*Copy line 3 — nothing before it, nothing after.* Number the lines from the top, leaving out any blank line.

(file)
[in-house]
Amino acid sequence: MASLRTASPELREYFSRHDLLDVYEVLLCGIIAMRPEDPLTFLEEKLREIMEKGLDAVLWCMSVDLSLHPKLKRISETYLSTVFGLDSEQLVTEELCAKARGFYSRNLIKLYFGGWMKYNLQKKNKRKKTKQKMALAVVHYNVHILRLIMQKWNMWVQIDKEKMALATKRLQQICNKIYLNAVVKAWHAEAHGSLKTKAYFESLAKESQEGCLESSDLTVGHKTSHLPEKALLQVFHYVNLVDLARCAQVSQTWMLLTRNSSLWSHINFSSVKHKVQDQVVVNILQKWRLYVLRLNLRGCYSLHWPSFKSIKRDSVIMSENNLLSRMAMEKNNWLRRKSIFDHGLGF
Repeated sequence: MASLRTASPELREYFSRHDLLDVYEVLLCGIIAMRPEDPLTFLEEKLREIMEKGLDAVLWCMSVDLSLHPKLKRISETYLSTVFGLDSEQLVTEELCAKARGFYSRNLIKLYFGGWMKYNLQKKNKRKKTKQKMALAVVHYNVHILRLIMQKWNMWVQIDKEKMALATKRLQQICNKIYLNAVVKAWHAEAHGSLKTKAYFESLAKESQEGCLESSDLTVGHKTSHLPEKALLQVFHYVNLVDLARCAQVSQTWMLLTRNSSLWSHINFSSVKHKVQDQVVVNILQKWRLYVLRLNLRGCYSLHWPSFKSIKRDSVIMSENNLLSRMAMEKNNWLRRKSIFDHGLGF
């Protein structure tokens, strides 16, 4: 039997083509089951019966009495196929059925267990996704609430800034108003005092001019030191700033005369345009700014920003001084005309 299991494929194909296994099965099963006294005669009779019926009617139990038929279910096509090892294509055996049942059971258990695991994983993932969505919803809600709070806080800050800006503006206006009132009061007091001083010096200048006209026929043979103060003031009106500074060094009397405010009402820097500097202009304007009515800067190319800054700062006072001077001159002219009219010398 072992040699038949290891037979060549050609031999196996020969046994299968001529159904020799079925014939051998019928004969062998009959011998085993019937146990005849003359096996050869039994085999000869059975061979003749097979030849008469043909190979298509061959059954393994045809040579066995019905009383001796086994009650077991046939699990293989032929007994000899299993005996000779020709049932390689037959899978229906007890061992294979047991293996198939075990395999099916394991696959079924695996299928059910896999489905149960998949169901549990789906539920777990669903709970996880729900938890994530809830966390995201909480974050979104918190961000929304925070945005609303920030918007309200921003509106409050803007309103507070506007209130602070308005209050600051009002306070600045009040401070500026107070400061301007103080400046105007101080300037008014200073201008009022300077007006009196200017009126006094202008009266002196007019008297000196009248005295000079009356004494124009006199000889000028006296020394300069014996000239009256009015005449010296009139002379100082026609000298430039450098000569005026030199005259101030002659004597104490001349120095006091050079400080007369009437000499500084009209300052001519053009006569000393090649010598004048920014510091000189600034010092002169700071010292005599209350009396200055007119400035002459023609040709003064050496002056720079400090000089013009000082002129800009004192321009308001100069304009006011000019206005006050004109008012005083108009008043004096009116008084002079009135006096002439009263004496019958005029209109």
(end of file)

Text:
Repeated sequence: MASLRTASPELREYFSRHDLLDVYEVLLCGIIAMRPEDPLTFLEEKLREIMEKGLDAVLWCMSVDLSLHPKLKRISETYLSTVFGLDSEQLVTEELCAKARGFYSRNLIKLYFGGWMKYNLQKKNKRKKTKQKMALAVVHYNVHILRLIMQKWNMWVQIDKEKMALATKRLQQICNKIYLNAVVKAWHAEAHGSLKTKAYFESLAKESQEGCLESSDLTVGHKTSHLPEKALLQVFHYVNLVDLARCAQVSQTWMLLTRNSSLWSHINFSSVKHKVQDQVVVNILQKWRLYVLRLNLRGCYSLHWPSFKSIKRDSVIMSENNLLSRMAMEKNNWLRRKSIFDHGLGF